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Erika Ettin: Why we want the person who doesn't want us

Erika Ettin, Tribune News Service on

Published in Dating Advice

You like someone. They like you… maybe. You continue liking this person. This person stops liking you (or never did) and pulls back. You like this person more. This person, feeling smothered, continues to pull back. You continue to obsess more.

Why should a person’s feelings actually grow the less someone is reciprocating those loving feelings?

There are a few theories on this:

1. Overinvestment

Elite Daily describes this theory in detail. It says that a principle on which our minds work is reciprocity. If we do something for someone, even if we haven’t asked for something in return, we subconsciously expect the person to do something in return of about equal value. (Conversely, if someone does something nice for us, many of us will simply want to reciprocate.) These things could range from dinner to something as simple as a text response.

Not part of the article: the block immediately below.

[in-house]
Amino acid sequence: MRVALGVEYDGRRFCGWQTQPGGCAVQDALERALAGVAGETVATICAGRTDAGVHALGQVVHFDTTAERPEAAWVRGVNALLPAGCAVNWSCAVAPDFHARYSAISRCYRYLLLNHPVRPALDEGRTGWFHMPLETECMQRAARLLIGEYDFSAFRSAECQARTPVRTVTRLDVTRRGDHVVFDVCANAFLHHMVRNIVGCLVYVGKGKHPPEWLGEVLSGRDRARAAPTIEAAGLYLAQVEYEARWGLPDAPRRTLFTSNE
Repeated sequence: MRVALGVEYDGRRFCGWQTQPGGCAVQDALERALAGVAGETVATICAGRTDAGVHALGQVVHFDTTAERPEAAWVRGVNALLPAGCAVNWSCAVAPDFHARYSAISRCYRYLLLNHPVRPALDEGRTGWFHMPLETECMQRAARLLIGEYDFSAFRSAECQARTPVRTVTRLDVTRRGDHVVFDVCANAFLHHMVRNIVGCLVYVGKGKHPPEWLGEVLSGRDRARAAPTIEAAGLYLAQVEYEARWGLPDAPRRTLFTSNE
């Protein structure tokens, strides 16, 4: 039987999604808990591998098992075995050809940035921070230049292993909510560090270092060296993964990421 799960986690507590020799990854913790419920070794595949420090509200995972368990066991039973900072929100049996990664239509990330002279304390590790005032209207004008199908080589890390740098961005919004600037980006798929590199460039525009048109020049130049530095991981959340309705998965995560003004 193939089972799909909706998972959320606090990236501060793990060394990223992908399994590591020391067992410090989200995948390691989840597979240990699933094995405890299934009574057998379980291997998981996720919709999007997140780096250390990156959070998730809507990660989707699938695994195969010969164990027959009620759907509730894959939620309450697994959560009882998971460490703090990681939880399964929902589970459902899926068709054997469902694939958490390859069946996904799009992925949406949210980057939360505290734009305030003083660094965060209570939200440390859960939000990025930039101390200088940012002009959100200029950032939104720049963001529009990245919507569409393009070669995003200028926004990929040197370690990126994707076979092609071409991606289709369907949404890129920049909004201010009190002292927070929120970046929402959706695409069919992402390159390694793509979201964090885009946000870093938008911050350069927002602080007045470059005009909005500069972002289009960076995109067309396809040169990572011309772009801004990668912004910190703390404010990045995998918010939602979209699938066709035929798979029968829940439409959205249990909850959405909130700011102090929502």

When the person of interest does not reciprocate, however, rather than retreating, we instead tend to invest more in the hopes of the other person responding. And then once we’ve invested more, the amount of reciprocation required in our minds increases. The more we invest, the more we want back.

 

From Elite Daily: “Annoyingly, investing too much time and energy in someone without the person wanting it will usually push the person away. So, when you want someone whom you simply cannot have, the best thing is to relax, step back and not invest so much into that someone (no matter how difficult that may be).”

2. Perceived value and scarcity

This is my own theory. The less someone responds or reciprocates to advances, the more perceived value the pursuer thinks this person has (“She must be so busy!” “He must be so overcome with options!” “She must have such a high-profile job that she doesn’t have time to reply to my text from six days ago… but who’s counting?”), so we try harder since this person must really be “worth it” if he or she is in such high demand (in other words, this person is a scarce resource).

And often, the higher we perceive this other person’s value, the lower we perceive our own. This person’s lack of response, though, should not imply a higher value. Rather, at its simplest, it should imply a lack of proper communication (“I’m simply not interested”) or just rudeness.

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